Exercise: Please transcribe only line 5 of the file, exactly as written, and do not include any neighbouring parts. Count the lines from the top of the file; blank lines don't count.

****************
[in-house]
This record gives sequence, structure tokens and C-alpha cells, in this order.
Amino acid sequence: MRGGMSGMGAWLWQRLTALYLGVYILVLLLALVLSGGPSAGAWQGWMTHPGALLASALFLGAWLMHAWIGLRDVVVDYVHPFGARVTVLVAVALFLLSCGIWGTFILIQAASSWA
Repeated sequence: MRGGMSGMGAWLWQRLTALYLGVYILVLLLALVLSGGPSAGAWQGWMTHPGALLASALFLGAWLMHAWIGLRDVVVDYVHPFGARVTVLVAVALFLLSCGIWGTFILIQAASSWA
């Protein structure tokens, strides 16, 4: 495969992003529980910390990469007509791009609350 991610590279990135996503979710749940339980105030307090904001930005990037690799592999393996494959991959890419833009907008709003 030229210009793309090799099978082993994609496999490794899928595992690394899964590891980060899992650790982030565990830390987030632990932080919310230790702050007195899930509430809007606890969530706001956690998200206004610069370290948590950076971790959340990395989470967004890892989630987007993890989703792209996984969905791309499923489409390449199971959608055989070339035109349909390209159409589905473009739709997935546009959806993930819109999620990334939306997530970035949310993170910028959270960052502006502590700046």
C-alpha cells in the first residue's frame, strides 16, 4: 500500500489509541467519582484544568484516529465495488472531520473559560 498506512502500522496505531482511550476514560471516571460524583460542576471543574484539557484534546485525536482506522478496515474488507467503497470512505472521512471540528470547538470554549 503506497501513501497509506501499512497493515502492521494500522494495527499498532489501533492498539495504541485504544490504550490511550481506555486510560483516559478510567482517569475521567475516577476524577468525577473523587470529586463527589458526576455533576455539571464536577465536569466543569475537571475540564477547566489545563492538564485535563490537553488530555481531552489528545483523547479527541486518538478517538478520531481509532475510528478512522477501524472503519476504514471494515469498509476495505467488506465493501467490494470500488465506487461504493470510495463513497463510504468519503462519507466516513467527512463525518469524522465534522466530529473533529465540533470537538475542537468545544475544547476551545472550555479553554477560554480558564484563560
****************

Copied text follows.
């Protein structure tokens, strides 16, 4: 495969992003529980910390990469007509791009609350 991610590279990135996503979710749940339980105030307090904001930005990037690799592999393996494959991959890419833009907008709003 030229210009793309090799099978082993994609496999490794899928595992690394899964590891980060899992650790982030565990830390987030632990932080919310230790702050007195899930509430809007606890969530706001956690998200206004610069370290948590950076971790959340990395989470967004890892989630987007993890989703792209996984969905791309499923489409390449199971959608055989070339035109349909390209159409589905473009739709997935546009959806993930819109999620990334939306997530970035949310993170910028959270960052502006502590700046």